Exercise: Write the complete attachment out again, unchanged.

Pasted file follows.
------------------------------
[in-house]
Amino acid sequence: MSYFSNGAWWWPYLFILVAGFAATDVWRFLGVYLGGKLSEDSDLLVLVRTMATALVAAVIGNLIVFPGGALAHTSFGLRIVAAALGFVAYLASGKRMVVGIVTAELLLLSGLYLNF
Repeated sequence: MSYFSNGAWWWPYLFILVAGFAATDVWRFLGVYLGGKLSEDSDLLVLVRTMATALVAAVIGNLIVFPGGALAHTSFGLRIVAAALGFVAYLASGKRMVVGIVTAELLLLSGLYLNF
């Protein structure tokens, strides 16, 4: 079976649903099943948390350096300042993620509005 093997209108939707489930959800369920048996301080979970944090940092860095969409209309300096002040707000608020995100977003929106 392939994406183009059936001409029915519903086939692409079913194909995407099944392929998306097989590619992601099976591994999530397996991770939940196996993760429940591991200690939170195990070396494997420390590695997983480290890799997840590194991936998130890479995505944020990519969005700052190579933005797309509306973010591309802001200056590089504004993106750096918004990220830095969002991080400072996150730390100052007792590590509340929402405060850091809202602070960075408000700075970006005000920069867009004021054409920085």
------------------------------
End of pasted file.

[in-house]
Amino acid sequence: MSYFSNGAWWWPYLFILVAGFAATDVWRFLGVYLGGKLSEDSDLLVLVRTMATALVAAVIGNLIVFPGGALAHTSFGLRIVAAALGFVAYLASGKRMVVGIVTAELLLLSGLYLNF
Repeated sequence: MSYFSNGAWWWPYLFILVAGFAATDVWRFLGVYLGGKLSEDSDLLVLVRTMATALVAAVIGNLIVFPGGALAHTSFGLRIVAAALGFVAYLASGKRMVVGIVTAELLLLSGLYLNF
């Protein structure tokens, strides 16, 4: 079976649903099943948390350096300042993620509005 093997209108939707489930959800369920048996301080979970944090940092860095969409209309300096002040707000608020995100977003929106 392939994406183009059936001409029915519903086939692409079913194909995407099944392929998306097989590619992601099976591994999530397996991770939940196996993760429940591991200690939170195990070396494997420390590695997983480290890799997840590194991936998130890479995505944020990519969005700052190579933005797309509306973010591309802001200056590089504004993106750096918004990220830095969002991080400072996150730390100052007792590590509340929402405060850091809202602070960075408000700075970006005000920069867009004021054409920085």